AR15.Com Archives
 How to remove play between upper and lower
Mioduz  [Member]
5/6/2009 5:36:04 PM
I just assembled a new rifle, but I am geeting a bit of play between the upper and lower. I'm sure that it will not affect performance, but I like everything to be as perfect as possible. Any suggestions??
87GN  [Team Member]
5/6/2009 6:17:57 PM
No affect on performance whatsoever, and easier to disassemble.

You can use the Accu-Wedge, but those are a PITA in my opinion.
mtforlife  [Team Member]
5/6/2009 6:48:15 PM
Originally Posted By 87GN:
No affect on performance whatsoever, and easier to disassemble.

You can use the Accu-Wedge, but those are a PITA in my opinion.


yep thats pretty much the truth
scottrh2  [Team Member]
5/6/2009 9:01:59 PM
Originally Posted By Mioduz:
I just assembled a new rifle, but I am geeting a bit of play between the upper and lower. I'm sure that it will not affect performance, but I like everything to be as perfect as possible. Any suggestions??


Live with what you have or sell it............it will never be perfect.
_DR  [Member]
5/6/2009 9:08:21 PM

O-ring on the front takedown lug if it bugs you - but there is supposed to be play - it's normal.
docmcb  [Team Member]
5/6/2009 11:24:21 PM
+1
Originally Posted By _DR:

O-ring on the front takedown lug if it bugs you - but there is supposed to be play - it's normal.
Go to Home Depot, in the aisle with the small plumbing faucet repair parts, find an O-ring with a 1/2" diameter hole in the center and a 3/32" thickness. They will probably be in a pack of 10 for less than $2. Remove the upper receiver, slip one O-ring over the front lug and reassemble.

Russ4777  [Team Member]
5/7/2009 12:02:20 AM
Do this. If the o-ring shears, then get one that is slightly smaller in cross-sectional diameter.

Tekpc007  [Team Member]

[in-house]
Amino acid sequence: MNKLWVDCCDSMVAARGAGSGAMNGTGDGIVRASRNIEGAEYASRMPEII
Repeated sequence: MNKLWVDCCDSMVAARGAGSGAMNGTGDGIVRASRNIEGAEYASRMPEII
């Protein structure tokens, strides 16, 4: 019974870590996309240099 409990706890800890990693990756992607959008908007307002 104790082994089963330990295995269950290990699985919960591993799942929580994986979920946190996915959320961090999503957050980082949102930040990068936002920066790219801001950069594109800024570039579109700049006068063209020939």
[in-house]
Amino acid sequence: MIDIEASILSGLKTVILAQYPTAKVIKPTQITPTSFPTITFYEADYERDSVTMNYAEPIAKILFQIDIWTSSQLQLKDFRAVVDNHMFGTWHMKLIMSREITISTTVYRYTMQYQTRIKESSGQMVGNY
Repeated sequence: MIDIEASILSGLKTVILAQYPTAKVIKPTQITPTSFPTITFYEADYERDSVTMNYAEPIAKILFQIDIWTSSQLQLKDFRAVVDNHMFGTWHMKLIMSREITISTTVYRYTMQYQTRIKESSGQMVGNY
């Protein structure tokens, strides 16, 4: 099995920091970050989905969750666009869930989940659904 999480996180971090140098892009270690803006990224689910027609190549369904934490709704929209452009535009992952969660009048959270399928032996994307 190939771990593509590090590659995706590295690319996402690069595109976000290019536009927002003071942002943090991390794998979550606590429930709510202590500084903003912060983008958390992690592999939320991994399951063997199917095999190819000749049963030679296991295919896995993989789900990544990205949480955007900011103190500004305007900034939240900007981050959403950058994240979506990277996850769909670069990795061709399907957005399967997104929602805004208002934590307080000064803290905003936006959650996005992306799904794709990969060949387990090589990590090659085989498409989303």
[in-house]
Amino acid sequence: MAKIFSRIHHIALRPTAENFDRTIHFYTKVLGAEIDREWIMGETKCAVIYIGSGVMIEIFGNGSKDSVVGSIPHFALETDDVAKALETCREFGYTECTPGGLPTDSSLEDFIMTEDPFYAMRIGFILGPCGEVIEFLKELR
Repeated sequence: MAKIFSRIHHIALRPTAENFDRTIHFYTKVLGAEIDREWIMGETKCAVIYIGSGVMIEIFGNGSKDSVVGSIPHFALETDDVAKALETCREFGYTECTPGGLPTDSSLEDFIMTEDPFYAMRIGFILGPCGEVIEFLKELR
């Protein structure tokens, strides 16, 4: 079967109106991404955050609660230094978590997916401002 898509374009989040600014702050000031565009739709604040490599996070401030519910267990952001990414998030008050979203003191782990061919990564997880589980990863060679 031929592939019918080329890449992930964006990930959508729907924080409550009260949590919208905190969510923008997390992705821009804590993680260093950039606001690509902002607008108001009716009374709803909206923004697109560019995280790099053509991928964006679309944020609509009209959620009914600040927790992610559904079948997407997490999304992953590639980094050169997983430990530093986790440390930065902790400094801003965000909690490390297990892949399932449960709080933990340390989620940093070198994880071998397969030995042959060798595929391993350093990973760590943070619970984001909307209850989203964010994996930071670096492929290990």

5/7/2009 9:12:32 AM
accu wedge did the trick for me , was no hassle and stays in place.
liaisons  [Team Member]
5/7/2009 9:33:00 AM
Originally Posted By 87GN:
No affect on performance whatsoever, and easier to disassemble.

You can use the Accu-Wedge, but those are a PITA in my opinion.


Exactly what he said...
45FMJoe  [Team Member]
5/7/2009 10:06:36 AM
Originally Posted By Tekpc007:
accu wedge did the trick for me , was no hassle and stays in place.


When you start having cycling problems, that is your culprit.
chevyrulz  [Team Member]
5/7/2009 10:57:29 AM
for a more permanent fix:

carefull apply the epoxy to the left and/or right side of the forward lug hole (pivot pin lug) on the upper receiver to correct side to side play between the upper/lower receivers. this coupled with a solid stock like a magpul CTR will make the rifle feel much more solid. a little play between receivers is completely normal.

using a toothpick or small brush apply a little epoxy to one side, make sure it's evenly dispersed, and let it cure. don't get any inside the hole where the pivot pin goes through. apply only on the flat surface surrounding the hole.. once cured sand it flat if necessary & test fit. repeat until desired tension is acheived.
SSN_Doc  [Team Member]
5/7/2009 5:15:33 PM
Originally Posted By chevyrulz:
for a more permanent fix:

carefull apply the epoxy to the left and/or right side of the forward lug hole (pivot pin lug) on the upper receiver to correct side to side play between the upper/lower receivers. this coupled with a solid stock like a magpul CTR will make the rifle feel much more solid. a little play between receivers is completely normal.

using a toothpick or small brush apply a little epoxy to one side, make sure it's evenly dispersed, and let it cure. don't get any inside the hole where the pivot pin goes through. apply only on the flat surface surrounding the hole.. once cured sand it flat if necessary & test fit. repeat until desired tension is acheived.



Or I did it this way. It can be done to look prettier, but I did it in a short ammount of time and not too many folks look inside my receiver anyway.

I decided to try it on my Service Rifle (Match rifle). This isn't the horrific procedure that will weld your rifle closed, as long as you use some common sense. I'm not sure if it will improve accuracy but I decided to document my work so you can see what you think, and take it for what it's worth. I just wanted the slop out to make me feel better.

Here's how I did it:

1. First I got my supplies together:
-Cotton tipped applicators for cleaning, applying wax, and mixing and applying the bedding compound